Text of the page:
Linked. List. Iterator n The Link. List. Iterator class package listutil; public class Linked.

Linked. List. Iterator n The Link. List. Iterator class package listutil; public class Linked. List. Iterator { Node previous, position; List list; public Linked. List. Iterator(List list) { this. list = list; this. position = null; this. previous = null; } } } 28

Linked List Iterator has. Next Method n The next method should only be called

Linked List Iterator has. Next Method n The next method should only be called when the iterator is not at the end of the list ¨ If n has. Next returns true The iterator is at the end if… ¨ the list is empty (list. head == null) ¨ there is no element after the current position (position. next == null) 29

The Linked List Iterator has. Next Method private class Linked. List. Iterator { //.

The Linked List Iterator has. Next Method private class Linked. List. Iterator { //. . . public boolean has. Next() { if (position == null) return (list. head != null); else return (position. next != null); } //. . . } 30

The Linked List Iterator next Method n n n position: reference to the last

The Linked List Iterator next Method n n n position: reference to the last visited Node previous: reference to the Node before position next method: position reference is advanced to position. next Last position is remembered in previous If the iterator points before the first element of the list, then the previous is null and position must be set to list. head 31

The Linked List Iterator next Method public Object next() { if (!has. Next()) return

The Linked List Iterator next Method public Object next() { if (!has. Next()) return null; previous = position; // Remember for remove if (position == null) position = list. head; else position = position. next; return position. contents; } 32

The Linked List Iterator remove Method n If the element to be removed is

The Linked List Iterator remove Method n If the element to be removed is the first element, call list. remove. First n Otherwise, the node preceding the element to be removed needs to have its next reference updated to skip the removed element 33

The Linked List Iterator remove Method public void remove() { if (previous == position)

The Linked List Iterator remove Method public void remove() { if (previous == position) return; // Invalid state! if (position == list. head) { list. remove. First(); } else { previous. next = position. next; } position = previous; } 34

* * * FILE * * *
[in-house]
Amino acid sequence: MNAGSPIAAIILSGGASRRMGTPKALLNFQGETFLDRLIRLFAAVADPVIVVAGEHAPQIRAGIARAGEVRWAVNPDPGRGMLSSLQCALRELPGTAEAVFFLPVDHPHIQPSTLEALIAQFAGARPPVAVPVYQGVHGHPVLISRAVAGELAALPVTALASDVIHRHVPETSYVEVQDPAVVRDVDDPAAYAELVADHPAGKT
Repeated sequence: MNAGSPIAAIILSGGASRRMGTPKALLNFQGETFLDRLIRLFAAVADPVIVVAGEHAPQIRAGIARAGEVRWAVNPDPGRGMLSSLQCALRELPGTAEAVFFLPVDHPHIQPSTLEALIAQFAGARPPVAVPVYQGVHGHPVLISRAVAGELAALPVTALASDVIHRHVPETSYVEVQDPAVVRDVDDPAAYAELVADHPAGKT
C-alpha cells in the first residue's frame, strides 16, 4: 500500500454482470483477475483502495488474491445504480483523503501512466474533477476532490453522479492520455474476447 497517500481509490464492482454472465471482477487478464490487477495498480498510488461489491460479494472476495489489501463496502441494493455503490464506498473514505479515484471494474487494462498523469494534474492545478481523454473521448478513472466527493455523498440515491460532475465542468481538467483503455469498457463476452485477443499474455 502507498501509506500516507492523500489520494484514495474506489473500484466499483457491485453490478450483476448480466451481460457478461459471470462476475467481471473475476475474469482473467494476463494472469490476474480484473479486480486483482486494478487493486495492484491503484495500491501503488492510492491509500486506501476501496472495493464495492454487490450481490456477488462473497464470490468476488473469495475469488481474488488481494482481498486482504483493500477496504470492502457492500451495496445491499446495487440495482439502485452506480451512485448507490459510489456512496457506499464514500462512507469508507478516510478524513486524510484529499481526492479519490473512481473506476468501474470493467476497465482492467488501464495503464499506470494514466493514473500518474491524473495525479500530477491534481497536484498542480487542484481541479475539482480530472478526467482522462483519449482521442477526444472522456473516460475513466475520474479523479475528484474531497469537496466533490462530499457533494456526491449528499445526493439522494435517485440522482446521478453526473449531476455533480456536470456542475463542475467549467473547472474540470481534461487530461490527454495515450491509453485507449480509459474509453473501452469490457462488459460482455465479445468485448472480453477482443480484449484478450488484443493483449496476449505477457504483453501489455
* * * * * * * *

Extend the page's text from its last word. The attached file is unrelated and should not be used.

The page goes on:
Removing a Node From the Middle of a Linked List 35

Removing a Node From the Middle of a Linked List 35

The Linked List Iterator remove Method: Caveats n If the previous equals position: ¨

The Linked List Iterator remove Method: Caveats n If the previous equals position: ¨ Then the call to remove does not immediately follow a call to next ¨ Method cannot execute properly n (throw an Illegal. Argument. Exception) ¨ It is illegal to call remove twice in a row ¨ remove sets the previous reference to position 36

The Linked List Iterator set Method Changes the data stored in the previously visited

The Linked List Iterator set Method Changes the data stored in the previously visited element n The set method n public Object set (Object obj) { Object contents = null; if (position != null) { contents = position. contents; position. contents = obj; } return contents; } 37

The Linked List Iterator add Method add inserts the new node after the current

The Linked List Iterator add Method add inserts the new node after the current position n The most complex operation is the addition of a node n Sets the successor of the new node to the successor of the current position n 38

The Linked List Iterator's add Method public void add(Object obj) { if (position ==

The Linked List Iterator's add Method public void add(Object obj) { if (position == null) { list. add. First(obj); position = list. head; previous = null; } else { Node new. Node = new Node(obj); new. Node. next = position. next; position. next = new. Node; previous = position; position = new. Node; } } 39

Adding a Node to the Middle of a Linked List 40

Adding a Node to the Middle of a Linked List 40

Conclusion n Lab 3 assigned today ¨ Arrays & Iteration ¨ Lab 2 due

Conclusion n Lab 3 assigned today ¨ Arrays & Iteration ¨ Lab 2 due by midnight ¨ I will be in lab now 41